Retirement Home Injury Reporting

The Obligation to Report a Critical Injury of a Non-Worker

Despite a controversial 2009 decision by the Ontario Labour Relations Board (Board) against Blue Mountain Resorts Limited, many employers operating in Ontario are still not aware of the obligation under the Occupational Health and Safety Act (OHSA) to report a critical injury suffered by any person,including a non-worker, which occurs in a workplace.

The requirement to report all injuries has far reaching implications for a retirement home, where falls and injuries may occur more frequently than in otherworkplaces. For example, if a resident or visitor falls and loses consciousness or breaks an arm, under the OHSA the retirement home operator mustimmediately notify a Ministry of Labour Inspector of the injury and secure the scene until it is cleared for release.

What Happened at Blue Mountain?

The Ministry of Labour issued an Order against Blue Mountain when it failed to report to the Ministry the death of a guest found in an unsupervised swimming pool. The Resort appealed the Order to the Board because the Resort did not believe it was required to report the death of a non-worker who appeared to dieof natural causes in a recreational facility.

The Board held the reporting obligation in s. 51(1) of the OHSA should not be interpreted to apply only to a worker. Section 51(1) states:

Where a person is killed or critically injured from any cause at a workplace the employer shall notify an inspector and within forty-eight hours after the occurrence, send to a director a written report of the circumstances of the occurrence containing such information and particulars as the regulations prescribe.

Critical injury, as set out in the regulations, means:
an injury of a serious nature that,

  • places life in jeopardy,
  • produces unconsciousness,
  • results in substantial loss of blood,
  • involves the fracture of a leg or arm but not a finger or toe,
  • involves the amputation of a leg, arm, hand, or foot but not a finger or toe,
  • consists of burns to a major portion of the body, or
  • causes the loss of sight in an eye.

The Board also held the term workplace, which is defined in the OHSA as any land, premises, location or thing at, upon in or near which a worker works, should not be restricted only to areas were workers are present at the time of the injury. It should include all areas in or near where workers performwork, regardless whether workers are present at the time an injury occurs. In a retirement home setting, this broad definition captures resident rooms ifthey are accessed by workers to provide care or custodial services.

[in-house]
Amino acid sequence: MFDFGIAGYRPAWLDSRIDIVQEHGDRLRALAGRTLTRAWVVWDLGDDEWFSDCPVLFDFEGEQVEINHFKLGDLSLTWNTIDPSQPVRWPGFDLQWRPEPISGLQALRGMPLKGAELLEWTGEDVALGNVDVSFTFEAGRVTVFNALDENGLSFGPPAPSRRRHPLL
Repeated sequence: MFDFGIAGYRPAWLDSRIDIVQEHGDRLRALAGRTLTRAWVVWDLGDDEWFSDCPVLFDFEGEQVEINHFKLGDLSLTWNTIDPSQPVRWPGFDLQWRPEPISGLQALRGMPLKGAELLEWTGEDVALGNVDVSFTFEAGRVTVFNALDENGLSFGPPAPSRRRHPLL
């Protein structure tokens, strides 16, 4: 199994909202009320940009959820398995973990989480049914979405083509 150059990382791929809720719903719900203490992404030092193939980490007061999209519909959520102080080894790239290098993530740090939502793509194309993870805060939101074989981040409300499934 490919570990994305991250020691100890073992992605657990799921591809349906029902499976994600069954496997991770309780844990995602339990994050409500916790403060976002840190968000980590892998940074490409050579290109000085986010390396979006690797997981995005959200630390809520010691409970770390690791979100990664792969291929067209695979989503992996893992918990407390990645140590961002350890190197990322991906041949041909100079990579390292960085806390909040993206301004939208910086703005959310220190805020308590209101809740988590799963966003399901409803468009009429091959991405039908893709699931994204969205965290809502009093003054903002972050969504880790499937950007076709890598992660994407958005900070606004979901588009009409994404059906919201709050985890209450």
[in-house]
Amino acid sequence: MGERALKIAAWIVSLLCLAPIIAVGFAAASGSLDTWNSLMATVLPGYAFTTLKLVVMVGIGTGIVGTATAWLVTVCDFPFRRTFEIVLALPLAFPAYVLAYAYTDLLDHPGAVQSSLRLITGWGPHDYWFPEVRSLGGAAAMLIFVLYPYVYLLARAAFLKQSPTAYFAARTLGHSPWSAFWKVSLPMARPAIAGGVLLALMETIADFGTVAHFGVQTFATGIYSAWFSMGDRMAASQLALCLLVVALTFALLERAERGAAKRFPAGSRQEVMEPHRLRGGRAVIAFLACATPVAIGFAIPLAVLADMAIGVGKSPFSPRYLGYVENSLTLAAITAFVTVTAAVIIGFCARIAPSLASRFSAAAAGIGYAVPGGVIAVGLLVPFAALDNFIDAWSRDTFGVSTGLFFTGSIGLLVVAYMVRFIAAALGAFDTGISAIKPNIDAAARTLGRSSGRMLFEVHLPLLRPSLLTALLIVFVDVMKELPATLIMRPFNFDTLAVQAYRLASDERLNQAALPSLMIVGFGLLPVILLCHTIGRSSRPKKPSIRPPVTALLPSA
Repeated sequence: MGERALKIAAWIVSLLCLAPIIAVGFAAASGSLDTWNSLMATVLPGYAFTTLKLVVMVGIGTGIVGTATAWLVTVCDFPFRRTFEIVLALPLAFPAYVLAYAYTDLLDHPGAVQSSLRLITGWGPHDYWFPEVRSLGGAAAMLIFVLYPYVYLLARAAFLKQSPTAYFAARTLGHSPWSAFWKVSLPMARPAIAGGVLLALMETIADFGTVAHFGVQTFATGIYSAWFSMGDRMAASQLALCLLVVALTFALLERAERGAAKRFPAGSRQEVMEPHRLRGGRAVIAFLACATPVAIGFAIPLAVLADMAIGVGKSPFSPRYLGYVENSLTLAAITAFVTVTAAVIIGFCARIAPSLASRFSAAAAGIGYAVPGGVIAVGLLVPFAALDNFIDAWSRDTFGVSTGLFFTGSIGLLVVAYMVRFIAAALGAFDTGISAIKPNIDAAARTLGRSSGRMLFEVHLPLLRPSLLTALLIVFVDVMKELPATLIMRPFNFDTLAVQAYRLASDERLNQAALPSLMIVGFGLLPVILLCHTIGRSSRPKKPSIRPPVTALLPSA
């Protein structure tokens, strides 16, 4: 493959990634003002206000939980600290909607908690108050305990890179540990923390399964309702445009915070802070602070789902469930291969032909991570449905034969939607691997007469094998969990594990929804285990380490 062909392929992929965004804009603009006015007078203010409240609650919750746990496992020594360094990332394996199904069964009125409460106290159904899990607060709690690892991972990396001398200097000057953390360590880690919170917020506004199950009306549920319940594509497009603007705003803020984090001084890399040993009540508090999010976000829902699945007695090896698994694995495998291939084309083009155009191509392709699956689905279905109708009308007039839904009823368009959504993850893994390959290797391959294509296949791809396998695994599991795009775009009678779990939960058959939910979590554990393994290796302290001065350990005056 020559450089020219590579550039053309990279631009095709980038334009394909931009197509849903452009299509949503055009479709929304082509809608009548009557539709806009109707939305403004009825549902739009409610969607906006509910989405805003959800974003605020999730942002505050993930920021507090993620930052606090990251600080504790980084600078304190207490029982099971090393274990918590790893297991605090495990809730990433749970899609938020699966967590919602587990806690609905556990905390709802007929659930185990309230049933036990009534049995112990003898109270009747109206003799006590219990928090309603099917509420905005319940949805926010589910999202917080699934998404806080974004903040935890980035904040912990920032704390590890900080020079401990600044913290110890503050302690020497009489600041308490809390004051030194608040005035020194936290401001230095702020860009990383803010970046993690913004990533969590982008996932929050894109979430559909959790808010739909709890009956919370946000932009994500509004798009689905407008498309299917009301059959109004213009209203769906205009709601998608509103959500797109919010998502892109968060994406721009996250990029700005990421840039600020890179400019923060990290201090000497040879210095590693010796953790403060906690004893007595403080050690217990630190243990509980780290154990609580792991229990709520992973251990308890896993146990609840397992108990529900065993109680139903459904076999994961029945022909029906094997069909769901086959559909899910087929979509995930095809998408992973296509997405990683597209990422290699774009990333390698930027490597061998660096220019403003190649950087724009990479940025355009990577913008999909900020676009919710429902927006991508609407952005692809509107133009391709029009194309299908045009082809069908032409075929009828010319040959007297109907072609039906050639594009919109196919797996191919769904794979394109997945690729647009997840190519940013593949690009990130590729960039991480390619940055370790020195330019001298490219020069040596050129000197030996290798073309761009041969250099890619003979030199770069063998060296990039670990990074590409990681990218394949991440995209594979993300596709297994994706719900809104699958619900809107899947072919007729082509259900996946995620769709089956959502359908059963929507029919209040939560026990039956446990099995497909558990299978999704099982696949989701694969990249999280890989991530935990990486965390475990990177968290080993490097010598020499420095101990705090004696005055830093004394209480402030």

Following the release of the Board's decision, the Resort brought an application for judicial review, which is still before the Courts. However, unless the Board's decision is overturned which does not appear to be likely a retirement home operator must comply with the accident reporting obligations underthe OHSA, even if the person injured is a resident or visitor and no matter how the injury occurred. This means, for example (as noted earlier), if aresident or visitor falls and loses consciousness or breaks an arm, the retirement home operator must immediately notify a Ministry Inspector of the injuryand secure the scene until it is cleared for release.

Best Practices A 12 Step Critical Injury Checklist

Although reporting requirements differ from jurisdiction to jurisdiction we offer this basic 12 Step Checklist to help guide retirement home operatorsthrough the critical injury reporting process. Every home operator should discuss these obligations with their lawyer to ensure their home is in a position to anddoes comply with whatever laws apply in the jurisdiction in which the home operates:

  1. Provide medical assistance.
  2. Preserve the scene.
  3. Contact your lawyer who will explain the process and help you through these steps.
  4. Determine whether reporting is required.
  5. Comply with reporting requirements.
  6. Gather factual information.
  7. Complete required reports.
  8. Co-operate with any provincial labour investigation.
  9. Conduct an internal investigation.
  10. Protect the results of the internal investigation from disclosure.
  11. Obtain independent expert advice.
  12. Take steps to prevent a reoccurrence.

A jurisdictional issue: Sherrard Kuzz LLP is a Canadian law firm based in Ontario. The scope of our knowledge is Canadian law. Any reader of our columnbased in another jurisdiction should appreciate what we write may not necessarily be applicable outside of Ontario or Canada. However, even if the laws aredifferent in another jurisdiction, the issues we address are practical and often have general application regardless of the domestic statute which may legally apply.

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